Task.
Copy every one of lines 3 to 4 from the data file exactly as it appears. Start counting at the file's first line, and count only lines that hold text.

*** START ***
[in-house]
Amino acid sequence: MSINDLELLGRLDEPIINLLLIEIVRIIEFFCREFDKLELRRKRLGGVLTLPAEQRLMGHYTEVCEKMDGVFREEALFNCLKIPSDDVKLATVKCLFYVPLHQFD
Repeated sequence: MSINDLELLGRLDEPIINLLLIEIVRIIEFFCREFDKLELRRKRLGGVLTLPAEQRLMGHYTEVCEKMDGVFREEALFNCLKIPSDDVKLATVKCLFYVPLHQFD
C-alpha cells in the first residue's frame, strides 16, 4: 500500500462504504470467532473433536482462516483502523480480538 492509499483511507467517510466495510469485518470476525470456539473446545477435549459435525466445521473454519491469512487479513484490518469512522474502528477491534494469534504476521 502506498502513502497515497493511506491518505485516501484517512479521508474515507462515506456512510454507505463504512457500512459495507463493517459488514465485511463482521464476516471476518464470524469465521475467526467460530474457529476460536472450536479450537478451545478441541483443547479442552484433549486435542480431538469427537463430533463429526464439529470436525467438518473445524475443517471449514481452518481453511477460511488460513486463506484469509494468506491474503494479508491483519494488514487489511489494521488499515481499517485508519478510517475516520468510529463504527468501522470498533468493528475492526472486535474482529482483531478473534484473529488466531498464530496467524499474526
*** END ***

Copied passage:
Repeated sequence: MSINDLELLGRLDEPIINLLLIEIVRIIEFFCREFDKLELRRKRLGGVLTLPAEQRLMGHYTEVCEKMDGVFREEALFNCLKIPSDDVKLATVKCLFYVPLHQFD
C-alpha cells in the first residue's frame, strides 16, 4: 500500500462504504470467532473433536482462516483502523480480538 492509499483511507467517510466495510469485518470476525470456539473446545477435549459435525466445521473454519491469512487479513484490518469512522474502528477491534494469534504476521 502506498502513502497515497493511506491518505485516501484517512479521508474515507462515506456512510454507505463504512457500512459495507463493517459488514465485511463482521464476516471476518464470524469465521475467526467460530474457529476460536472450536479450537478451545478441541483443547479442552484433549486435542480431538469427537463430533463429526464439529470436525467438518473445524475443517471449514481452518481453511477460511488460513486463506484469509494468506491474503494479508491483519494488514487489511489494521488499515481499517485508519478510517475516520468510529463504527468501522470498533468493528475492526472486535474482529482483531478473534484473529488466531498464530496467524499474526